Oct 2018 Figure 2 720

Therapeutic hypothermia prevents lamellar attachment failure, but why?

The van Eps laboratory has demonstrated the protective effect of continuous digital hypothermia in several experimental studies of SRL and it has translated into an effective clinical preventative. In their early studies, they found hypothermia dramatically inhibited transcription of inflammatory mediators in lamellar tissue when applied prophylactically [8]. However, while protective effects were still observed when hypothermia was applied later in the SRL model, inhibition of inflammation was no longer observed[9].

Furthermore, while the Van Eps laboratory found that hypothermia protected against the non-ischemic energy dysregulation noted in the SRL model, it also has a remarkable protective effect in the hyperinsulinemic clamp model of endocrinopathic laminitis, where there is no evidence of energy dysregulation. Thus, continued studies evaluating the specific effects of hypothermia are required to help unlock the important mechanistic pathways in SRL and endocrinopathic laminitis.

The Holy Grail- discovery of a common pathway leading to all types of laminitis?

Together with collaborators at the Ohio State University, Dr. van Eps and coworkers have generated new evidence demonstrating that lamellar signaling in all 3 models laminitis converges at the level of the mTORC1 signaling pathway, which can trigger cytoskeletal rearrangement and cell adhesion dissolution. While the exact pathways leading to mTORC1 signaling have not been fully elucidated, its induction could occur via insulin activation of IGF1-R in endocrinopathic laminitis, via IL-6 in SRL and secondary to hypoxia/ischemia in SLL. Importantly, our data indicates that mTORC1 signaling is specifically inhibited by hypothermia in SRL and endocrinopathic laminitis models, supporting this as a pharmacological target that could potentially prevent lamellar failure in different clinical forms of laminitis.

Dr. van Eps’ research is supported by the Grayson Jockey Club Research Foundation. His office may be found at Room 122, Myrin Building.


  1. Medina-Torres, C.E., Pollitt, C.C., Underwood, C., Castro-Olivera, E.M., Collins, S.N., Allavena, R.E., Richardson, D.W. and van Eps, A.W. (2014) Equine lamellar energy metabolism studied using tissue microdialysis. Vet J. 201(3):275-82.
  2. French, K.R. and Pollitt, C.C. (2004) Equine laminitis: glucose deprivation and MMP activation induce dermo-epidermal separation in vitro. Equine Vet J 36, 261-266.
  3. Medina-Torres, C.E., Underwood, C., Pollitt, C.C., Castro-Olivera, E.M., Hodson, M.P., Richardson, D.W. and van Eps, A.W. (2016) The effect of weightbearing and limb load cycling on equine lamellar perfusion and energy metabolism measured using tissue microdialysis. Equine Vet J 48, 114-119.
  4. Medina-Torres, C.E., Underwood, C., Pollitt, C.C., Castro-Olivera, E.M., Hodson, M.P., Richardson, D.W. and van Eps, A.W. (2016) Microdialysis measurements of lamellar perfusion and energy metabolism during the development of laminitis in the oligofructose model. Equine Vet J 48, 246-252.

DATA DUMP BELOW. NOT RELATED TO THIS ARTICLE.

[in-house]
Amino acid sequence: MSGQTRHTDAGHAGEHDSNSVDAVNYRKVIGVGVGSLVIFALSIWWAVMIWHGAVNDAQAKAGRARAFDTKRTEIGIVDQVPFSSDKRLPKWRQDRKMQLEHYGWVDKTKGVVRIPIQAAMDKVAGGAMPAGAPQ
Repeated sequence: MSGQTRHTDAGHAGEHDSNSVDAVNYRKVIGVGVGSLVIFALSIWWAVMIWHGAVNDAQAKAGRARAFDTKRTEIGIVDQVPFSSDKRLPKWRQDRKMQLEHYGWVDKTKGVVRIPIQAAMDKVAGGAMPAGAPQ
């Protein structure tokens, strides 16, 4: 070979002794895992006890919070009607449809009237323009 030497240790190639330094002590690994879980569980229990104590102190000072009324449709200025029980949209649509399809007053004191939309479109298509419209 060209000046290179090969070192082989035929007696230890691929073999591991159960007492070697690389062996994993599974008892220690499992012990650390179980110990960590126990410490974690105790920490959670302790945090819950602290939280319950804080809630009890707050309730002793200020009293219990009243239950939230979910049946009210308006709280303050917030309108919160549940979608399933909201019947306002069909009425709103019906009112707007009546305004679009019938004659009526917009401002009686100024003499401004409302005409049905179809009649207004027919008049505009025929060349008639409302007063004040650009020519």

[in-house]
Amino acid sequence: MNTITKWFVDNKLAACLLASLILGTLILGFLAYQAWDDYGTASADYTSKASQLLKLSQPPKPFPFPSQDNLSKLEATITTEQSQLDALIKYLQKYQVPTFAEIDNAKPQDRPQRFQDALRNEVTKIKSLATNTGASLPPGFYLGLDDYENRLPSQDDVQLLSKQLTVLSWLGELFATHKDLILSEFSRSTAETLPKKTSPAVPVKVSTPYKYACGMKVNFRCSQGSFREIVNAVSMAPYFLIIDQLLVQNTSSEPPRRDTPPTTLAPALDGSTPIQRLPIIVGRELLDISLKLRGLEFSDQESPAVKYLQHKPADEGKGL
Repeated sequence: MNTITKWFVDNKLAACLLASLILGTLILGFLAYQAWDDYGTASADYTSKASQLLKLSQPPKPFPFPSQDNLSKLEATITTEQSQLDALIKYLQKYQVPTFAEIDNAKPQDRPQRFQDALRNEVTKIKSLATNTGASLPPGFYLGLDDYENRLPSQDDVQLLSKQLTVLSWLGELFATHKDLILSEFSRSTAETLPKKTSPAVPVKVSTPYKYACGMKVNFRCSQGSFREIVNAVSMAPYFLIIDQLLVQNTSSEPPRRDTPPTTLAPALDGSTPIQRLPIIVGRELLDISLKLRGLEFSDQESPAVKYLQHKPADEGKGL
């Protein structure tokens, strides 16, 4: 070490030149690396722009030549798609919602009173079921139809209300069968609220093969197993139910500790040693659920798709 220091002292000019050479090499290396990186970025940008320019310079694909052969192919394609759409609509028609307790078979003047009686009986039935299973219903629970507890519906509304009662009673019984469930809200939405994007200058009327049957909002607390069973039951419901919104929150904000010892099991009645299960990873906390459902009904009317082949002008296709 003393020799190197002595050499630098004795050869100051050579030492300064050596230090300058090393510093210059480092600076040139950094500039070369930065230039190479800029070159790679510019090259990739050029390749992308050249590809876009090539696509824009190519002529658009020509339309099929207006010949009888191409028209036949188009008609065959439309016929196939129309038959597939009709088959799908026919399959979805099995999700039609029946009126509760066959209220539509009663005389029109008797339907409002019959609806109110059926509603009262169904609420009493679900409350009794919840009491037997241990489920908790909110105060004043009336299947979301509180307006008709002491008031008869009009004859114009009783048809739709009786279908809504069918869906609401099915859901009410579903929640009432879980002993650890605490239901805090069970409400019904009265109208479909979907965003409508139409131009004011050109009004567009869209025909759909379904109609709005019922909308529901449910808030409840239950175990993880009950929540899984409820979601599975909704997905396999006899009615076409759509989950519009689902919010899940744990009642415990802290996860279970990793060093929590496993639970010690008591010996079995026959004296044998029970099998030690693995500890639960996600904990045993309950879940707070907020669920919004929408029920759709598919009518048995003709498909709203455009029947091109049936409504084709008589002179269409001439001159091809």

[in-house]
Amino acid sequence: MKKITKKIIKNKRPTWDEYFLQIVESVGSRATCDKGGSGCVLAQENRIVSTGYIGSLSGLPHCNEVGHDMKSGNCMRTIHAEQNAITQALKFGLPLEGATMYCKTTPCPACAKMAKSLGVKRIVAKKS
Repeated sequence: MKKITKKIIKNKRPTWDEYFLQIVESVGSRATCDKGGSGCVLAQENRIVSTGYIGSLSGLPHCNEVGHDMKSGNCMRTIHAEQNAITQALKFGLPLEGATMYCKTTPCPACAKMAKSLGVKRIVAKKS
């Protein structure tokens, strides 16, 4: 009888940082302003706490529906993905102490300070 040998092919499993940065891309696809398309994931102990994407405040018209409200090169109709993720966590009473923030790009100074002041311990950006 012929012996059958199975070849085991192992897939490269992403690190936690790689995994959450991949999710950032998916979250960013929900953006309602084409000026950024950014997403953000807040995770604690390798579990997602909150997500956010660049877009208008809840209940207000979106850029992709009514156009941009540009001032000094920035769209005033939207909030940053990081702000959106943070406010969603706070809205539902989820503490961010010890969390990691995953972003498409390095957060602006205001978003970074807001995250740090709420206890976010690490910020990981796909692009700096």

5. Arulkumaran, N., Deutschman, C.S., Pinsky, M.R., Zuckerbraun, B., Schumacker, P.T., Gomez, H., Gomez, A., Murray, P., Kellum, J.A. and Workgroup, A.X. (2016) Mitochondrial function in sepsis. Shock 45, 271-281.
  6. Gupta, D., Singla, R., Mazzeo, A.T., Schnieder, E.B., Tandon, V., Kale, S.S. and Mahapatra, A.K. (2017) Detection of metabolic pattern following decompressive craniectomy in severe traumatic brain injury: A microdialysis study. Brain Inj 31, 1660-1666.
  7. van eps, A.W., Poulsen, L., Belknap, J.K., Underwood, C., Schneider, X.J. and Stokes, S.M. (2017) The Effect Of Continuous Digital Hypothermia On Lamellar Energy Metabolism And Perfusion During The Development Of Laminitis In The Oligofructose Model. In: Abstracts from the 12th International Equine Colic Research Symposium July 18-20, 2017, Lexington, Kentucky. pp 38-38.
  8. van Eps, A.W., Leise, B.S., Watts, M., Pollitt, C.C. and Belknap, J.K. (2012) Digital hypothermia inhibits early lamellar inflammatory signalling in the oligofructose laminitis model. Equine Vet J 44, 230-237. [9] Dern, K., Watts, M., Werle, B., van Eps, A., Pollitt, C. and Belknap, J. (2017) Effect of delayed digital hypothermia on lamellar inflammatory signaling in the oligofructose laminitis model. J Vet Intern Med 31, 575-581.

About Penn Vet

Ranked among the top ten veterinary schools worldwide, the University of Pennsylvania School of Veterinary Medicine (Penn Vet) is a global leader in veterinary education, research, and clinical care. Founded in 1884, Penn Vet is the first veterinary school developed in association with a medical school. The school is a proud member of the One Health initiative, linking human, animal, and environmental health.

Penn Vet serves a diverse population of animals at its two campuses, which include extensive diagnostic and research laboratories. Ryan Hospital in Philadelphia provides care for dogs, cats, and other domestic/companion animals, handling more than 34,600 patient visits a year. New Bolton Center, Penn Vet’s large-animal hospital on nearly 700 acres in rural Kennett Square, PA, cares for horses and livestock/farm animals. The hospital handles more than 6,200 patient visits a year, while our Field Services have gone out on more than 5,500 farm service calls, treating some 18,700 patients at local farms. In addition, New Bolton Center’s campus includes a swine center, working dairy, and poultry unit that provide valuable research for the agriculture industry.